Secondly, instead of adding the \r\n part in advance, why don't you do it afterwards? Use the fact that vsnprintf returns the number of characters written into the output buffer and simply append the \r, the \n and \0 characters at the end after vsnprintf finished working. You don't have to use strncat for that purpose. Just write the characters into the buffer directly, making sure, of course, that you don't cross the boundary.

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Thanks for the warning (3 of them actually :), I'm currently looking up on this issue, and it seems like I have to write my own strlcpy, because Linux doesn't provide it. On the strncpy matter - so it's broken because it won't append \NUL when the target string is longer/as long as the destination string? – LukeN May 14 '10 at 16:43
Firstly, yes, it does not append \0 if string is longer. Secondly, it fills the entire remainder of the buffer with zeros if the string is shorter, which is completely unnecessary. Once again, strncpy is not a function that was created for null-terminated strings. It is a function that was created for a completely different purpose - to support so called "fixed width" strings in some old version of Unix file system. You can read more about it here:… – AnT May 14 '10 at 17:06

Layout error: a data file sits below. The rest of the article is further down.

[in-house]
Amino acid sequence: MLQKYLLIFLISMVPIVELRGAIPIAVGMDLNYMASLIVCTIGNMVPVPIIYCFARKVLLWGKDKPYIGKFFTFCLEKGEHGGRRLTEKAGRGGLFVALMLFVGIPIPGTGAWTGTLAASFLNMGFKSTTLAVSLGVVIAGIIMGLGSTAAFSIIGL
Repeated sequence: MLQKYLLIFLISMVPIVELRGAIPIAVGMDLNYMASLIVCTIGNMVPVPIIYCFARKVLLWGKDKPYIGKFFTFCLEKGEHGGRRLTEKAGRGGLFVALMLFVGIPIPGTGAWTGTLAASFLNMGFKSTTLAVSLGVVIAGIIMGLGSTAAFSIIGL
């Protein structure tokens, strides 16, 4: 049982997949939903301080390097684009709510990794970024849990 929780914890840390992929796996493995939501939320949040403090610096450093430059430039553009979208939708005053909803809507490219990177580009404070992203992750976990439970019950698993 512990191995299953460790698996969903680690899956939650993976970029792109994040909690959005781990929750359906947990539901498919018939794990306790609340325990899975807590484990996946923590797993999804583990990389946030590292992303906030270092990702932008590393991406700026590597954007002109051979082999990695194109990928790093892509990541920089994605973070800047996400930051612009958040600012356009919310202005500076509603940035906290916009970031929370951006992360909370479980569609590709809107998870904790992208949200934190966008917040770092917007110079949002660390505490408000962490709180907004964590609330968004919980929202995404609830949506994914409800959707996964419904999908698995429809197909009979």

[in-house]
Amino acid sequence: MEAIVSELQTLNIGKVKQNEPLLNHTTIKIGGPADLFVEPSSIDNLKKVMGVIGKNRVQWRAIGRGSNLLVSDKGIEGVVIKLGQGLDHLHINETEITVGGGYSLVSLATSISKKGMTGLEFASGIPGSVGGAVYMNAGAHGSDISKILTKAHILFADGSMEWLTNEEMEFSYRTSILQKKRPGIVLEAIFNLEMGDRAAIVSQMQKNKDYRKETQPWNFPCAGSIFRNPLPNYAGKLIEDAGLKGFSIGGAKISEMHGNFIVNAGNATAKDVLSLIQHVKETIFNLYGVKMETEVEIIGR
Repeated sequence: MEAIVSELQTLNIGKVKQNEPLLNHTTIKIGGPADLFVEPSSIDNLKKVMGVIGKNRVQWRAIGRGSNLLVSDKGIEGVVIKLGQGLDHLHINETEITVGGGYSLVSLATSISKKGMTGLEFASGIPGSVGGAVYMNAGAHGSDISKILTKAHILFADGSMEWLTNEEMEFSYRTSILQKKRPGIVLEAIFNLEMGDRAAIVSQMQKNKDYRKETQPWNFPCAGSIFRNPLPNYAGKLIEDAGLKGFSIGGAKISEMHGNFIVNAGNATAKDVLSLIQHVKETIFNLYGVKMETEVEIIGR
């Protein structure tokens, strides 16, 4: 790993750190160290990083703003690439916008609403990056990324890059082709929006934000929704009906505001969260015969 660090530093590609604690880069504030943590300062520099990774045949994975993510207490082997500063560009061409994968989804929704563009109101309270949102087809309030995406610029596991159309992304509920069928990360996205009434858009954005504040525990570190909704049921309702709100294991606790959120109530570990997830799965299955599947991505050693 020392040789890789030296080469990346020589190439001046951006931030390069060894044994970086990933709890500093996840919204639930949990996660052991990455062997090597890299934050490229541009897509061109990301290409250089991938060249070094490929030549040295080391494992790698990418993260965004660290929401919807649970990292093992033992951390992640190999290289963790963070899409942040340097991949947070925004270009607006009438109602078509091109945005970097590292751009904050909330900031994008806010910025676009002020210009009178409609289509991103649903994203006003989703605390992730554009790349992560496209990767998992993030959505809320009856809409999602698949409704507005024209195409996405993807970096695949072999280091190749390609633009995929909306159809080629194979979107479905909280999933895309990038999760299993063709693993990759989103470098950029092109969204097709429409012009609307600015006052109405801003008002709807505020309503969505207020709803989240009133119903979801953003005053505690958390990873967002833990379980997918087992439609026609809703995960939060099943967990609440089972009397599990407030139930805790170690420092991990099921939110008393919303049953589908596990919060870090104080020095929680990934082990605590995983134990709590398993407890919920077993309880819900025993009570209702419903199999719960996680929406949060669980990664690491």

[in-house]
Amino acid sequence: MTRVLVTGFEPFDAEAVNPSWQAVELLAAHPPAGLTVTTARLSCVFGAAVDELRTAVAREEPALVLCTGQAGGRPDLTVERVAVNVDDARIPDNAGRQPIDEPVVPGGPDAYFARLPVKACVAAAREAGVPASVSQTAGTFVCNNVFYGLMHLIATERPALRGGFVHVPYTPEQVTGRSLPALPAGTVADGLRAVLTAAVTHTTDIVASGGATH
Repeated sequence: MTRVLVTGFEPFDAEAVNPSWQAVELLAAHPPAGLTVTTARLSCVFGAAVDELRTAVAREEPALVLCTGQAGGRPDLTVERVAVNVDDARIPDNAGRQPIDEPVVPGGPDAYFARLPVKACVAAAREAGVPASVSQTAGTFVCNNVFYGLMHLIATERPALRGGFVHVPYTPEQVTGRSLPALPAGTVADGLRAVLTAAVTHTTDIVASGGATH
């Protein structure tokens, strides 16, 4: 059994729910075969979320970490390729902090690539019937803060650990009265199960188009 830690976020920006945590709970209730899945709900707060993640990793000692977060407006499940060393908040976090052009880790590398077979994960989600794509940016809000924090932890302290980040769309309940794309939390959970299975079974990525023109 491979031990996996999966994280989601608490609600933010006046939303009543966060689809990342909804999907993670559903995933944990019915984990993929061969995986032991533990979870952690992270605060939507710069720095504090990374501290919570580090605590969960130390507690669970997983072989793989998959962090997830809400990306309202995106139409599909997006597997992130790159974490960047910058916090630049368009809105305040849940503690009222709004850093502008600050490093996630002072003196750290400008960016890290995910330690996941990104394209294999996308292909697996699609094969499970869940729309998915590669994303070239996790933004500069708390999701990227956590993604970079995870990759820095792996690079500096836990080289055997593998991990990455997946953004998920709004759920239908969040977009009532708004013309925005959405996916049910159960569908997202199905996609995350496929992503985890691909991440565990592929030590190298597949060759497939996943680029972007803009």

Thanks for clearing this up, now I remember why I explicitly zero-terminated my strings in some other programs that used strncpy. – LukeN May 14 '10 at 17:09

Since the \r\n is going to end up at the end of the formatted string, why not copy afterwards:

va_start(args, msg);
len = vsnprintf(fmsg, BUFSIZE, msg, args);
strncat(fmsg, "\r\n", BUFSIZE - strlen(fmsg) - 1);

Note that I also fixed the arguments to strncat.

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Unless you wanted to use msg for the strcat (unsafe and evil because you don't know the string size), I think you are going to have to live with 2 buffers.

As an aside, I'd consider strncpy(..., BUFSIZE-2) so that the \r\n always makes it onto your messages and therefore strings always wrap.

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+1 for BUFSIZE-2. – Niall C. May 14 '10 at 16:15
Thanks for pointing out the BUFSIZE thing! I didn't notice that at all, could have screwn me over. – LukeN May 14 '10 at 16:16
You are still forgetting that stncpy does not add the null-terminator to the string if the buffer is too short. BUFSIZE-2 will not fix that. Your code will crash every time the buffer end is hit by the format string. – AnT May 14 '10 at 16:25

One major problem with your code -- vsnprintf returns the number of characters that would be placed in the buffer if it was infinitely large, which may be larger than BUFSIZE if the buffer is not big enough. So if you have a message that overflows, you'll end up sending random garbage from after the end of your buffer. You need to add a line

if (res_str_len >= BUFSIZE) res_str_len = BUFSIZE-1

after the vprintf if you want to actually truncate the message